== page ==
The new Mentorship Studio has just launched the first of several programs to attract and train industry professionals — particularly from UC Berkeley’s alumni network — who will help campus startups develop more quickly and effectively. Those selected will complete a rigorous training program and will be appointed “mentors-in-residence.” The program leadership has developed a kind of taxonomy around both learning and teaching styles.
Ken Singer, the program’s pedagogy lead, said one key to successful mentoring is understanding different styles of learning. “We all have different ways of experiencing the world, and most mentors don’t know how to read or calibrate between them,” he said. “Some are extremely thoughtful. Some create artificial walls — they’re afraid of testing out their idea because they’re risk-averse. The best mentors can guide the team to find the answers on their own, in their own way. When you ask a really well-placed question, it allows the student to use what they know about the problem to naturally discover where the solution is.”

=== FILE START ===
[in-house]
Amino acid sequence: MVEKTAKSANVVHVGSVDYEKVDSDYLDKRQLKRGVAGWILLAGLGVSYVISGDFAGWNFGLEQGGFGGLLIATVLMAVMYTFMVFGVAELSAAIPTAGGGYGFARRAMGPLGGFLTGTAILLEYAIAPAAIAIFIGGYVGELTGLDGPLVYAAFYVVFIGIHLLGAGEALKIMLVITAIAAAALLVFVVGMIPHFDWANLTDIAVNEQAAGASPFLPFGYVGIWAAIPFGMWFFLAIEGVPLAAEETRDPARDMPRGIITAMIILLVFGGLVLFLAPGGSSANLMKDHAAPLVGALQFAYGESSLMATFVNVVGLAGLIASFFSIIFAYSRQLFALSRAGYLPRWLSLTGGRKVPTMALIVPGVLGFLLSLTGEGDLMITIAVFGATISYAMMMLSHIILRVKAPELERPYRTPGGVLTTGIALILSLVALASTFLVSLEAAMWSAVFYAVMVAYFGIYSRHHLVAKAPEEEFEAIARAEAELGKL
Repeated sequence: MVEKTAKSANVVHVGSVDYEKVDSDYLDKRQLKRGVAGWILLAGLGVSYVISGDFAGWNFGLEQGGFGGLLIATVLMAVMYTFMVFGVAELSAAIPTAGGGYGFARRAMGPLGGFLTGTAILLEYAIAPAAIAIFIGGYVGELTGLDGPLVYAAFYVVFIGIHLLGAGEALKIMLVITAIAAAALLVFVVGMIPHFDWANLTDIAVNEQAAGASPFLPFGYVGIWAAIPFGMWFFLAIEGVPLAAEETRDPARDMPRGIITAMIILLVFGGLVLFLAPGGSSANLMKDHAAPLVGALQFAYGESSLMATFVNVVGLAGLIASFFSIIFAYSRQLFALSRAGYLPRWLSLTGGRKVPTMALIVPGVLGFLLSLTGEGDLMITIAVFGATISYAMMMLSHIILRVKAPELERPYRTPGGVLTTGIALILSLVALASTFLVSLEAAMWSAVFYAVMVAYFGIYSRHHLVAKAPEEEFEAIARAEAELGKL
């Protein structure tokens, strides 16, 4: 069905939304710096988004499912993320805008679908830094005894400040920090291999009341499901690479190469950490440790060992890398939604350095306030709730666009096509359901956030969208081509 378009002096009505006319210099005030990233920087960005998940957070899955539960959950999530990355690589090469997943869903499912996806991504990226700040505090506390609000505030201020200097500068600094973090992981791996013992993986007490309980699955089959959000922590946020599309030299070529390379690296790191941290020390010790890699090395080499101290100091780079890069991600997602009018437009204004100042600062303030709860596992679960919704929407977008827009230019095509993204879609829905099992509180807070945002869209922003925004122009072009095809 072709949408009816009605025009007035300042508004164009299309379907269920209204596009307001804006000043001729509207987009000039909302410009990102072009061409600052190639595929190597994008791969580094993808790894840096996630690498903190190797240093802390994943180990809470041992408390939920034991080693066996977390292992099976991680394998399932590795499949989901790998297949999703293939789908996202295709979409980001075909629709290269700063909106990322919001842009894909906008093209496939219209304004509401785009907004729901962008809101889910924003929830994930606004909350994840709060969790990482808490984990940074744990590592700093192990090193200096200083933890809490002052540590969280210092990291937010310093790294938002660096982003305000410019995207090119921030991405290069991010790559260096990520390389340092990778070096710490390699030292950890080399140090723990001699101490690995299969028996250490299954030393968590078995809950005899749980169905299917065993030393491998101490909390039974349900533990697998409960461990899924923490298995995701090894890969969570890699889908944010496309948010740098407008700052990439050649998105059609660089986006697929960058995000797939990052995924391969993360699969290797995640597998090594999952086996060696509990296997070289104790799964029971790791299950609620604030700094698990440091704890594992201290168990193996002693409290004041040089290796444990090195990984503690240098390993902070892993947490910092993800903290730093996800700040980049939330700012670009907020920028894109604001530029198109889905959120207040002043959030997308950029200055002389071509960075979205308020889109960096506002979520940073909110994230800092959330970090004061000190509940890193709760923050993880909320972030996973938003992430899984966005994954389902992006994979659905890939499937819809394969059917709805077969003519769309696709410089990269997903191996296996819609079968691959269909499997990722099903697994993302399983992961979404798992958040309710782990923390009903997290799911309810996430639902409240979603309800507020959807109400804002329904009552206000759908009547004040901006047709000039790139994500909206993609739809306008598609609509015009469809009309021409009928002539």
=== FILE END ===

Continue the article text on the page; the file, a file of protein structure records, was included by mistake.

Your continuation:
The Mentoring Studio is seeking potential mentors to join the program, as well as future funding to support its growth. Anyone interested in learning more or applying to the program should contact Jen Nice at firstname.lastname@example.org.
Mentorship for transfer students
Coming to Berkeley Engineering as a new student is always a challenge: consider the rigorous academic load, the many departments and research centers, and the hundreds of super smart students surrounding you. Now imagine entering this environment as a third-year transfer student, with only two years to learn the ropes and earn your bachelor’s degree. The learning curve can feel overwhelming.
Fortunately, the College of Engineering offers the Transfer Mentor Program (TMP), a year-long initiative designed to provide individualized mentorship, professional development opportunities and academic support to junior transfer students. The popular program helps new students to gain the skills needed to succeed at Berkeley, from building strong relationships to increasing their awareness of available resources.